"I saw how the International Headquarters stepped up and helped Beta-Mu become a Top TKE Chapter," said Ernie. "I started getting more involved after that and I found that the TKE Educational Foundation was the best opportunity for me to give back."
Ernie capitalized on the opportunity and joined the Board of Directors of the TKE Educational Foundation in 2004. Six years later, Ernie was elected Chairman of the TEF Board of Directors, a position he held until April of 2014. Today, he continues his involvement in the honored role of Chairman Emeritus.
Ernie explains that he continues to dedicate time and resources in hopes that Fraters will always have the opportunity to further advance their leadership and management skills as the Fraternity helped him in such ways.
In Ernie’s eyes, the value of leadership as taught by the Fraternity is unrivaled, “My Bucknell education was in chemistry, and that was certainly helpful in that field, but I realized how inadequate my college education was in regard to managing people and how exceptional my fraternity education was in that regard.” Many years ago, Ernie established a life insurance policy naming the TKE Educational Foundation as his beneficiary. He has also encouraged many others to follow his example.
"There are so many good, worthy causes out there there, but you should donate to an organization that has touched your life in a positive way; TKE is such an organization," said Ernie. "When you donate, you can have confidence that each and every dollar will have an immediate and meaningful impact on the lives of undergraduate Tekes across the nation! You can make a difference!"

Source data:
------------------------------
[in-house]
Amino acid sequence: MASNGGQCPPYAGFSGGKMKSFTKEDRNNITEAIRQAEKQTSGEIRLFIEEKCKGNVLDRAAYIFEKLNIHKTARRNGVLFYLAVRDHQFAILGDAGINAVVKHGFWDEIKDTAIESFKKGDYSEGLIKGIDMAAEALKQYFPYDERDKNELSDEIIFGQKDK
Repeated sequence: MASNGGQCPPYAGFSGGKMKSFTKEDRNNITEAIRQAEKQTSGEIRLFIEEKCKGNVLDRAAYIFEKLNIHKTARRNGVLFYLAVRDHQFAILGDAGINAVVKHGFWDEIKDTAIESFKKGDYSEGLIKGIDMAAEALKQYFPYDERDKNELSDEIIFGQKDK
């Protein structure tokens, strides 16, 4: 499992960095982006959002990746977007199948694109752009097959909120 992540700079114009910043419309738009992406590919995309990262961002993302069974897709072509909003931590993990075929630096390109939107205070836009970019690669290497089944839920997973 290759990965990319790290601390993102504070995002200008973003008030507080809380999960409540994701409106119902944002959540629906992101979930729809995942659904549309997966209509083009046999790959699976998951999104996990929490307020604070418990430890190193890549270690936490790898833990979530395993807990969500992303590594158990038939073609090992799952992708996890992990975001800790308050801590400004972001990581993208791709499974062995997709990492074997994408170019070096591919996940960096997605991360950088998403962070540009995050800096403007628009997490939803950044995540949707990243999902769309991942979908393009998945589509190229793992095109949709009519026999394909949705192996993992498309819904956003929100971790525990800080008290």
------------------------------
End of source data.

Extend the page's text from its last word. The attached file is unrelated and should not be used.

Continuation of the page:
Frater Gregory Taylor served as Hegemon and Finance Chairman of the Theta-Tau chapter at Mankato State University before graduating from college in 1969.
He continued to give back to TKE by serving as the “house father” at the University of South Dakota, as a Chapter Advisor at Mankato State, and on the staff of TKE, visiting chapters in the West. Frater Taylor was honored at Conclave in 1974 and earned a Juris Doctor (J.D.) from the University of San Fernando Valley School of Law in 1976.
All the while, Frater Taylor regularly made annual donations to the TKE Educational Foundation. After his time as a staff member—while serving a grueling tour of duty as a combat intelligence analyst in Vietnam, raising three young children and starting his career, Frater Taylor continued to give.
However, one year his year-end donation came late, resulting in Frater Taylor missing his consecutive annual giving to TEF. He recently wrote a letter to TEF, explaining his frustration with the situation.
TEF President/CEO Gary Reed spoke with Frater Taylor on a way to address the situation. "I was so moved by Gregory’s story," explained Reed. "He is truly one of the gems among our donors, and we are deeply grateful for his lifelong commitment to TKE Nation."